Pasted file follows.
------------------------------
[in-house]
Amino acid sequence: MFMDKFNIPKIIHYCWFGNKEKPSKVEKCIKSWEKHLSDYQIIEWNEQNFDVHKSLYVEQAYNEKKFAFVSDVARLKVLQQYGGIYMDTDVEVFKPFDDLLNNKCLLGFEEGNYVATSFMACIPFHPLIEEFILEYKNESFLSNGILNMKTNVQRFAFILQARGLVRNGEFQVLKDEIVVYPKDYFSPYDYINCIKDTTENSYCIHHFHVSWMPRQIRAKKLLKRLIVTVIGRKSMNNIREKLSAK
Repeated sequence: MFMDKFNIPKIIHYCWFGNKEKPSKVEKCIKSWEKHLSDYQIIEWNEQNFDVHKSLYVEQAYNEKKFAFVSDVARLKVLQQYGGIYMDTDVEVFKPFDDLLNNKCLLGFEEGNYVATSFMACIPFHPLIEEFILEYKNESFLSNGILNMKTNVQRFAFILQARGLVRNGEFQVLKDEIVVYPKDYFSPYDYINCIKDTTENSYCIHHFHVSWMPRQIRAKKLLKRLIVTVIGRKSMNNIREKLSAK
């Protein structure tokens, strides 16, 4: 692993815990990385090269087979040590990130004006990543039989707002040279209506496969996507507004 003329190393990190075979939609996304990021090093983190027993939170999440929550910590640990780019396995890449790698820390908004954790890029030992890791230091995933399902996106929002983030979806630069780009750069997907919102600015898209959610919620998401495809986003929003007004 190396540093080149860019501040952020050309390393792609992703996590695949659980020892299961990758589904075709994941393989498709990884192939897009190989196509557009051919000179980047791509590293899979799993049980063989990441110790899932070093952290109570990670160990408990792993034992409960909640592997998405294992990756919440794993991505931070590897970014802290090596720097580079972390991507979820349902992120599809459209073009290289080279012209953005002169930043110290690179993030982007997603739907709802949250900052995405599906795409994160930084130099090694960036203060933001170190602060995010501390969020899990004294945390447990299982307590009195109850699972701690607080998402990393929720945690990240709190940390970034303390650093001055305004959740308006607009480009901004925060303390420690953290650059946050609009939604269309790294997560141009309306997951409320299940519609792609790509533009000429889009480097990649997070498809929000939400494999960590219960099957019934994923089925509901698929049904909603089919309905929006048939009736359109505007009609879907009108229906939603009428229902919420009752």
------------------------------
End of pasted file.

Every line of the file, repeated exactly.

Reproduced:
[in-house]
Amino acid sequence: MFMDKFNIPKIIHYCWFGNKEKPSKVEKCIKSWEKHLSDYQIIEWNEQNFDVHKSLYVEQAYNEKKFAFVSDVARLKVLQQYGGIYMDTDVEVFKPFDDLLNNKCLLGFEEGNYVATSFMACIPFHPLIEEFILEYKNESFLSNGILNMKTNVQRFAFILQARGLVRNGEFQVLKDEIVVYPKDYFSPYDYINCIKDTTENSYCIHHFHVSWMPRQIRAKKLLKRLIVTVIGRKSMNNIREKLSAK
Repeated sequence: MFMDKFNIPKIIHYCWFGNKEKPSKVEKCIKSWEKHLSDYQIIEWNEQNFDVHKSLYVEQAYNEKKFAFVSDVARLKVLQQYGGIYMDTDVEVFKPFDDLLNNKCLLGFEEGNYVATSFMACIPFHPLIEEFILEYKNESFLSNGILNMKTNVQRFAFILQARGLVRNGEFQVLKDEIVVYPKDYFSPYDYINCIKDTTENSYCIHHFHVSWMPRQIRAKKLLKRLIVTVIGRKSMNNIREKLSAK
């Protein structure tokens, strides 16, 4: 692993815990990385090269087979040590990130004006990543039989707002040279209506496969996507507004 003329190393990190075979939609996304990021090093983190027993939170999440929550910590640990780019396995890449790698820390908004954790890029030992890791230091995933399902996106929002983030979806630069780009750069997907919102600015898209959610919620998401495809986003929003007004 190396540093080149860019501040952020050309390393792609992703996590695949659980020892299961990758589904075709994941393989498709990884192939897009190989196509557009051919000179980047791509590293899979799993049980063989990441110790899932070093952290109570990670160990408990792993034992409960909640592997998405294992990756919440794993991505931070590897970014802290090596720097580079972390991507979820349902992120599809459209073009290289080279012209953005002169930043110290690179993030982007997603739907709802949250900052995405599906795409994160930084130099090694960036203060933001170190602060995010501390969020899990004294945390447990299982307590009195109850699972701690607080998402990393929720945690990240709190940390970034303390650093001055305004959740308006607009480009901004925060303390420690953290650059946050609009939604269309790294997560141009309306997951409320299940519609792609790509533009000429889009480097990649997070498809929000939400494999960590219960099957019934994923089925509901698929049904909603089919309905929006048939009736359109505007009609879907009108229906939603009428229902919420009752």